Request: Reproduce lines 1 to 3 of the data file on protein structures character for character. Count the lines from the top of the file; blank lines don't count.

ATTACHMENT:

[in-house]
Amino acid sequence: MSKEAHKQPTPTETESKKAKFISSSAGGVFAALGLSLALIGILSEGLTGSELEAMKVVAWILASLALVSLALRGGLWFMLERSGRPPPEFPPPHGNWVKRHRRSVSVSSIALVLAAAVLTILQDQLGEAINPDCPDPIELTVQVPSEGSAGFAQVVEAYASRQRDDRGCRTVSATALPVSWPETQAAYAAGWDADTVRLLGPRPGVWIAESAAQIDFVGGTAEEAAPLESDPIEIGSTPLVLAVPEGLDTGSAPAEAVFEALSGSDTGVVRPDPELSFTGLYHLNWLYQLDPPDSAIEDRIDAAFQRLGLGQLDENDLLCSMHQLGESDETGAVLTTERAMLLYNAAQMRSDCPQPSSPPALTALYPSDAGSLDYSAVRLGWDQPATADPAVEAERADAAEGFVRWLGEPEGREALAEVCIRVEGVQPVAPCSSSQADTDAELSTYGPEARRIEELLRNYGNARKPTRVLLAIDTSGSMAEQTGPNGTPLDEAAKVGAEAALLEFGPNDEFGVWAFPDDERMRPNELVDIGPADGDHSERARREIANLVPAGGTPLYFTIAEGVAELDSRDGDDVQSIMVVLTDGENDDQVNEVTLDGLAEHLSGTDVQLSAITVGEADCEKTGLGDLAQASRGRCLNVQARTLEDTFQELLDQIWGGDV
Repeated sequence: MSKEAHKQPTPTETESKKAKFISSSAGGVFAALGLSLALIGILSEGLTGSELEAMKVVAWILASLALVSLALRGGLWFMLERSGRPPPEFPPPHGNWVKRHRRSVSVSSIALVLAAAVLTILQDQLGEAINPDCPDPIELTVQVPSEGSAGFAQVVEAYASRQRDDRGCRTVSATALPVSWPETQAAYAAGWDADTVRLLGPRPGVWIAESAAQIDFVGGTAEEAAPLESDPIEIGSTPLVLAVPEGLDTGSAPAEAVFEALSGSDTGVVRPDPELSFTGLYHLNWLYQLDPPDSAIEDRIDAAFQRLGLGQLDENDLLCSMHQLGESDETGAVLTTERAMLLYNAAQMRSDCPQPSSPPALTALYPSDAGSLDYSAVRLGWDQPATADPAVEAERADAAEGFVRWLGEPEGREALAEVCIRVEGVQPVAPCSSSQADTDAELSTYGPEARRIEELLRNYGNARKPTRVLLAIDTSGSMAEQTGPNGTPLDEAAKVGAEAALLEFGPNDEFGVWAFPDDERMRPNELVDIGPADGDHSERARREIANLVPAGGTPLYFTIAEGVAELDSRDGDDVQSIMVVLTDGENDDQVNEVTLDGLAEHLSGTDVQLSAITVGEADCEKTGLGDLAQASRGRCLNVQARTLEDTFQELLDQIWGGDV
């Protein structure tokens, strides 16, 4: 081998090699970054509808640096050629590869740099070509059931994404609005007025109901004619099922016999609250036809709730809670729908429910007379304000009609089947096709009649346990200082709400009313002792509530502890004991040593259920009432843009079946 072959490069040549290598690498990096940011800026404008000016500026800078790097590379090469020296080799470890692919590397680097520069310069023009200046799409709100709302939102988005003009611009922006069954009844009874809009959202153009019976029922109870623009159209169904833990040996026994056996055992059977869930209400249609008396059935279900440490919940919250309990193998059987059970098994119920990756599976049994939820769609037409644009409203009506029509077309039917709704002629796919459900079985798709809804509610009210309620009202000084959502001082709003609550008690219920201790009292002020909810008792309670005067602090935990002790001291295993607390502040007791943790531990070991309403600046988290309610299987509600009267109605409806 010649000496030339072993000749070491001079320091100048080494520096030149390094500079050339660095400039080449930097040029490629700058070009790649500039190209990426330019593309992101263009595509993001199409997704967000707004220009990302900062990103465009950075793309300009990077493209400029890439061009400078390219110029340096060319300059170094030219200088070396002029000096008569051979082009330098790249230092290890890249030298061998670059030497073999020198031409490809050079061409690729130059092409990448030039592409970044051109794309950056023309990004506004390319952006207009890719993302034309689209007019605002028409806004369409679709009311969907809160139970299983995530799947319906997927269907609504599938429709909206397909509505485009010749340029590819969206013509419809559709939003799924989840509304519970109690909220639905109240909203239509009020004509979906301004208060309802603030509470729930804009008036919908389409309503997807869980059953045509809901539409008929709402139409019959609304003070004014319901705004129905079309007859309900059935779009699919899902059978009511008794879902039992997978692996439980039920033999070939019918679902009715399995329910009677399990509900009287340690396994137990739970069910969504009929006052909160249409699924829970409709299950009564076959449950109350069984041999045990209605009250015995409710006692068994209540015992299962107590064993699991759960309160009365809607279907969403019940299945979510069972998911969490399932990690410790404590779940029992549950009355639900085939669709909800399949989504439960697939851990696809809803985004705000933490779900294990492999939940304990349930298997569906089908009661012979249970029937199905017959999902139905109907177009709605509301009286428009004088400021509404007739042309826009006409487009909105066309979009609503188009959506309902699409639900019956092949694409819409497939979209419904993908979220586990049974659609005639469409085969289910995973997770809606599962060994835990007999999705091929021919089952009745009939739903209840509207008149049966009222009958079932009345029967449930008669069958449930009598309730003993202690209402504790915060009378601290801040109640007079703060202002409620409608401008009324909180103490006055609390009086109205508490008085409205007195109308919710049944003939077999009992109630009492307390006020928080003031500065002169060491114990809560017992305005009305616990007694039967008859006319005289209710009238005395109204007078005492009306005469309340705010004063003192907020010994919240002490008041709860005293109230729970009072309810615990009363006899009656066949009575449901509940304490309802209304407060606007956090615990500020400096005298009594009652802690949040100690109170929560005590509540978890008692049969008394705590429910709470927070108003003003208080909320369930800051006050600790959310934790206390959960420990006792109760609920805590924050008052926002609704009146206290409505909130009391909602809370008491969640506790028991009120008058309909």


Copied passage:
[in-house]
Amino acid sequence: MSKEAHKQPTPTETESKKAKFISSSAGGVFAALGLSLALIGILSEGLTGSELEAMKVVAWILASLALVSLALRGGLWFMLERSGRPPPEFPPPHGNWVKRHRRSVSVSSIALVLAAAVLTILQDQLGEAINPDCPDPIELTVQVPSEGSAGFAQVVEAYASRQRDDRGCRTVSATALPVSWPETQAAYAAGWDADTVRLLGPRPGVWIAESAAQIDFVGGTAEEAAPLESDPIEIGSTPLVLAVPEGLDTGSAPAEAVFEALSGSDTGVVRPDPELSFTGLYHLNWLYQLDPPDSAIEDRIDAAFQRLGLGQLDENDLLCSMHQLGESDETGAVLTTERAMLLYNAAQMRSDCPQPSSPPALTALYPSDAGSLDYSAVRLGWDQPATADPAVEAERADAAEGFVRWLGEPEGREALAEVCIRVEGVQPVAPCSSSQADTDAELSTYGPEARRIEELLRNYGNARKPTRVLLAIDTSGSMAEQTGPNGTPLDEAAKVGAEAALLEFGPNDEFGVWAFPDDERMRPNELVDIGPADGDHSERARREIANLVPAGGTPLYFTIAEGVAELDSRDGDDVQSIMVVLTDGENDDQVNEVTLDGLAEHLSGTDVQLSAITVGEADCEKTGLGDLAQASRGRCLNVQARTLEDTFQELLDQIWGGDV
Repeated sequence: MSKEAHKQPTPTETESKKAKFISSSAGGVFAALGLSLALIGILSEGLTGSELEAMKVVAWILASLALVSLALRGGLWFMLERSGRPPPEFPPPHGNWVKRHRRSVSVSSIALVLAAAVLTILQDQLGEAINPDCPDPIELTVQVPSEGSAGFAQVVEAYASRQRDDRGCRTVSATALPVSWPETQAAYAAGWDADTVRLLGPRPGVWIAESAAQIDFVGGTAEEAAPLESDPIEIGSTPLVLAVPEGLDTGSAPAEAVFEALSGSDTGVVRPDPELSFTGLYHLNWLYQLDPPDSAIEDRIDAAFQRLGLGQLDENDLLCSMHQLGESDETGAVLTTERAMLLYNAAQMRSDCPQPSSPPALTALYPSDAGSLDYSAVRLGWDQPATADPAVEAERADAAEGFVRWLGEPEGREALAEVCIRVEGVQPVAPCSSSQADTDAELSTYGPEARRIEELLRNYGNARKPTRVLLAIDTSGSMAEQTGPNGTPLDEAAKVGAEAALLEFGPNDEFGVWAFPDDERMRPNELVDIGPADGDHSERARREIANLVPAGGTPLYFTIAEGVAELDSRDGDDVQSIMVVLTDGENDDQVNEVTLDGLAEHLSGTDVQLSAITVGEADCEKTGLGDLAQASRGRCLNVQARTLEDTFQELLDQIWGGDV